April 23, 2020
“Denver Newsroom, Apr 23, 2020 / 03:00 am (CNA).- Mary Ellen Barrett, a mom living on Long Island, has been homeschooling her children since before coronavirus made it cool (read:necessary) to go to school at home.
“She started 18 years ago, when she decided that her oldest son Wyatt, who had autism, was not being served well in his public school. At the time, she had Wyatt, a first grader, a toddler, and another child on the way. She decided to try homeschooling….
“Barrett has thus far graduated two of her children from high school via homeschool, and is now teaching five more at home. One of her children has special education needs, and homeschooling has allowed her to tweak the curriculum for him. Barrett also works with Seton Home Study School, the Catholic homeschooling program she uses, as a consultant helping other parents using the program.
“While coronavirus is forcing most families to make school at home work whether they want to or not, Elizabeth Bartholet, Wasserstein public interest professor of law at Harvard University and faculty director of the law school’s Child Advocacy Program, has argued that homeschooling is ‘dangerous.’ Her views were featured in the May-June issue of Harvard Magazine.”
The article goes on to counter many of the issues raised by O’Donnell, and it raises the question as to who ultimately decides what’s best for children: parents or government.
The following book review is pertinent to current events because James Dwyer was working with Elizabeth Bartholet on the now postponed conference that was to be held at Harvard to promote restrictions on homeschooling.
Review of James Dwyer’s Vouchers Within Reason: A Child-Centered Approach to Education Reform
by Cathy Duffy
Ideas on Liberty, republished on CathyDuffyReviews.com
James Dwyer has resurfaced as the co-organizer of a closed conference at Harvard, a conference being held to advance the idea that government needs to exert more control over homeschooling. In her review of Dwyer’s book, Duffy points out:
“In Vouchers Within Reason, James Dwyer tells us, ‘The great promise of school vouchers is that they provide a mechanism for accomplishing what some states once tried to do but ultimately found required more effort and resolve than they were willing to expend—namely, to rein in the practices of the worst religious schools, whose operators and parent clients vehemently and forcefully resist involuntary imposition of regulations.’ An animus toward religious schooling and parental influence over their children’s education resides at the heart of Dwyer’s argument.”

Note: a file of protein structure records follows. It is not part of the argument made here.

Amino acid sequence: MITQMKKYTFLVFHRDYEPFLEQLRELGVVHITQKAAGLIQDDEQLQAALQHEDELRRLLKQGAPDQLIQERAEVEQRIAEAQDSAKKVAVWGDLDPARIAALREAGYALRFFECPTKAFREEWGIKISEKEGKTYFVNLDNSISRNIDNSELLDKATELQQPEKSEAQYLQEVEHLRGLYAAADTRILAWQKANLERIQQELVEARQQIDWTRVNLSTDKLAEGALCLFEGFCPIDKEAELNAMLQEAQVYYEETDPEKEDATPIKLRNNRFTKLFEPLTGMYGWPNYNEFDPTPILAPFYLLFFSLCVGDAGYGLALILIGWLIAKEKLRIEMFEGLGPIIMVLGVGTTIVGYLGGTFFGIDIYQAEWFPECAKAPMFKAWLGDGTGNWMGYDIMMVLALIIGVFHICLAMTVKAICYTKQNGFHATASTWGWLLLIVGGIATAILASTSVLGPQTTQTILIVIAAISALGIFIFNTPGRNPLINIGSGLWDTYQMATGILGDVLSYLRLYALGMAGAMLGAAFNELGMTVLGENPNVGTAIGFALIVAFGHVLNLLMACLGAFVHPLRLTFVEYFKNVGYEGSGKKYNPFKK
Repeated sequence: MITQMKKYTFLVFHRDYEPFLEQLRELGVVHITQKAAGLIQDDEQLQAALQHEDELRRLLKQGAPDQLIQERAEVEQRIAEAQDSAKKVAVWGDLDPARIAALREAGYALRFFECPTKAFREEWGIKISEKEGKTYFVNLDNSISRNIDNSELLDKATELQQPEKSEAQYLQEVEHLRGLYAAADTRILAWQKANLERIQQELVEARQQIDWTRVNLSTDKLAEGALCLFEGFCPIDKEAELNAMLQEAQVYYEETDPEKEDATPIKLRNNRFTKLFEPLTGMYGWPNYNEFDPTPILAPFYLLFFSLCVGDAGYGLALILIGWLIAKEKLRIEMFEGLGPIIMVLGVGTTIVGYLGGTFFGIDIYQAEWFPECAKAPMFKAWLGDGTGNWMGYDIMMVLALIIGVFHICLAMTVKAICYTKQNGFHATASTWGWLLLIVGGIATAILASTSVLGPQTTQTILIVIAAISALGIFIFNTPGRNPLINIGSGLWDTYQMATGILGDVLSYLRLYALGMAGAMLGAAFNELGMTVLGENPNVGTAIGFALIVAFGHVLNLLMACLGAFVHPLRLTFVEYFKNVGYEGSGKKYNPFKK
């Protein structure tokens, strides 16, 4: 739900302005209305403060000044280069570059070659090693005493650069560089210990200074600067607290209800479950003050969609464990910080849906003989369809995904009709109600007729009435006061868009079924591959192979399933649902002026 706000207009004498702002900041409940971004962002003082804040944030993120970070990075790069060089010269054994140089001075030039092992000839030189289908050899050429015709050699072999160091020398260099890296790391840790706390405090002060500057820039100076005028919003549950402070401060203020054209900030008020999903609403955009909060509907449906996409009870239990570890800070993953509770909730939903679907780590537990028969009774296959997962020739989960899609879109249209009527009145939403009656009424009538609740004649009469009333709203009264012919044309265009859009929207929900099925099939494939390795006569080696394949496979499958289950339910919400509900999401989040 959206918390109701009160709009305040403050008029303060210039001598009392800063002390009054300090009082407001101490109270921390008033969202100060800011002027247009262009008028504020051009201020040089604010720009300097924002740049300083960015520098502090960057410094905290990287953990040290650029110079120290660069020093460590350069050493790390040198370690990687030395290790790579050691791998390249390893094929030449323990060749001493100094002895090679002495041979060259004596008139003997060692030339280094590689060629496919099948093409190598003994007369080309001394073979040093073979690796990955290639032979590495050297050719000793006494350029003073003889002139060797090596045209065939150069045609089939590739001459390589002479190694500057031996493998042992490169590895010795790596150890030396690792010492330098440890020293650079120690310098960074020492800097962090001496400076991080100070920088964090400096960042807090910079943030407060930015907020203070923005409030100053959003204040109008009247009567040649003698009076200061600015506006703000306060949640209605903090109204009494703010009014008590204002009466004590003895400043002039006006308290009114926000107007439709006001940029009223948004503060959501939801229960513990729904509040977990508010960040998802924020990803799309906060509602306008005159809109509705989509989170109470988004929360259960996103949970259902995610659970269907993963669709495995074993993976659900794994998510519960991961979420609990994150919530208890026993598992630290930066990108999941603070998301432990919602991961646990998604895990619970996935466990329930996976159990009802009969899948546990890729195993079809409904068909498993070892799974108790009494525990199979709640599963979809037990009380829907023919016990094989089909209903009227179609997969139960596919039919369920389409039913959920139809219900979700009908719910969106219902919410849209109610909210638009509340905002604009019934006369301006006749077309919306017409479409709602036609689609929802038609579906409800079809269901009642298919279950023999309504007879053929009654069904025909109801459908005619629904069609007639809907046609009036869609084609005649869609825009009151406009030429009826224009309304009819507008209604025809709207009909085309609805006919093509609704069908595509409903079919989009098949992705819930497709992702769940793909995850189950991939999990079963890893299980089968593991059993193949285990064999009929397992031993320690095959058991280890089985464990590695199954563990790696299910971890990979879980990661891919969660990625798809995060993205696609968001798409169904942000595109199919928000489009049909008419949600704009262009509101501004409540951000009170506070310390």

by Terry Kibbe
April 21, 2020
This article begins: “At least 33 states have ordered or recommended that government schools stay shut down through the end of the year. This sweeping decision, like others in the Great Coronavirus Suspension, will cause problems seen and unseen. Many grandparents, for instance, will become childcare providers of last resort, exposing a very vulnerable population to the threat of infection.
“Whether or not this is a good strategy for fighting COVID-19 remains to be seen. But parents across the nation have suddenly been left wholly responsible for the education of their children. They have also been thrust, headlong, into a regimented government school system of dictates, procedures, and curriculum. It doesn’t make much sense. Many are waking up, asking: Is this really the best way to teach our children?
“Is this an opportunity to have an important conversation about the failures of government schooling? We think so.”
Homeschooling during the COVID-19 pandemic: A few thoughts from a veteran homeschooling parent
By Dave Van Manen
The Pueblo Chieftan
March 28, 2020
An experienced homeschooler shares advice for those “forced” into homeschooling by Covid-19.
“I’ve been reading all sorts of stories and comments about the homeschooling challenges associated with the COVID-19 pandemic. Much of it has been how hard homeschooling is, how ill-equipped parents feel, and how it is not going so well. When I heard that one parent was ripping the “my child is an honor student” bumper sticker off her car, I thought I’d share a few thoughts.”
He goes on to share practical tips for a relaxed and enjoyable homeschooling adventure.